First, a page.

Which car dealer will be bought nextWhich car dealer will be bought next

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Will Cazoo strike next in the big car dealer shopping spree? And which group will be the target?

Car Dealer editor-in-chief James Baggott looks at Constellation Automotive Group’s deal to buy Marshall and now its stake in Lookers, and asks who will be next to get their cheque book out? 

Time 11:39 am, February 1, 2022

In this great used car chess game, it appears to be a case of not if another dealer group will be bought but when.

Cinch owner Constellation Automotive Group has shown its hand first and after swooping on Marshall Motor Group for £325m has taken a significant stake in Lookers.

But with Cazoo’s share price free-falling in the States – down 52 per cent in six months – and the Peter Waddell-backed Carzam looking to gain market share, could there be more big deals on the horizon?


Industry insiders certainly seem to think so.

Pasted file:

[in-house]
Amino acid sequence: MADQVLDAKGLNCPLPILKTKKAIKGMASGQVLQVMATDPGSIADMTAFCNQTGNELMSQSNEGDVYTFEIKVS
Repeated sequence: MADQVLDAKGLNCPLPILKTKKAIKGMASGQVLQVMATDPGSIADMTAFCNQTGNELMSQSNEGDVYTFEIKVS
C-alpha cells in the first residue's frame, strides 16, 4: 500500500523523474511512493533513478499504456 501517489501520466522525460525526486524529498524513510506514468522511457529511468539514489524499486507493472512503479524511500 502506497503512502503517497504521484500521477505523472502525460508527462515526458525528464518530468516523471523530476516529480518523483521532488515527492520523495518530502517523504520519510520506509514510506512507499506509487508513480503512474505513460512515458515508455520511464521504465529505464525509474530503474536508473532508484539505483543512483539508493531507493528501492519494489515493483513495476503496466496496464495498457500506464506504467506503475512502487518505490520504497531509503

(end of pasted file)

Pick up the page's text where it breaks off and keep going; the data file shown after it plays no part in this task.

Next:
The private equity-backed Constellation – which also owns BCA, We Buy Any Car and European used car marketplace CarNext – used clever tactics to snap up its franchise dealer group prizes.

For the Marshall deal, it went straight to the group’s biggest shareholder, the Marshall family, and bought 64 per cent of the group’s shares. 

That deal has triggered its exit from the stock market and it’s currently in the process of taking it private.


For the Lookers stake, it used similar family tactics, heading for former board member Tony Bramall. 

Constellation offered the octogenarian industry veteran 102p per share for his 78m holding, which he’s held since 2006, bagging a handy blocking stake in any rivals snapping Lookers up while it deals with the Marshall takeover.

‘Constellation won’t be happy with their 20 per cent stake; they’ll now want it all,’ one industry commentator told Car Dealer.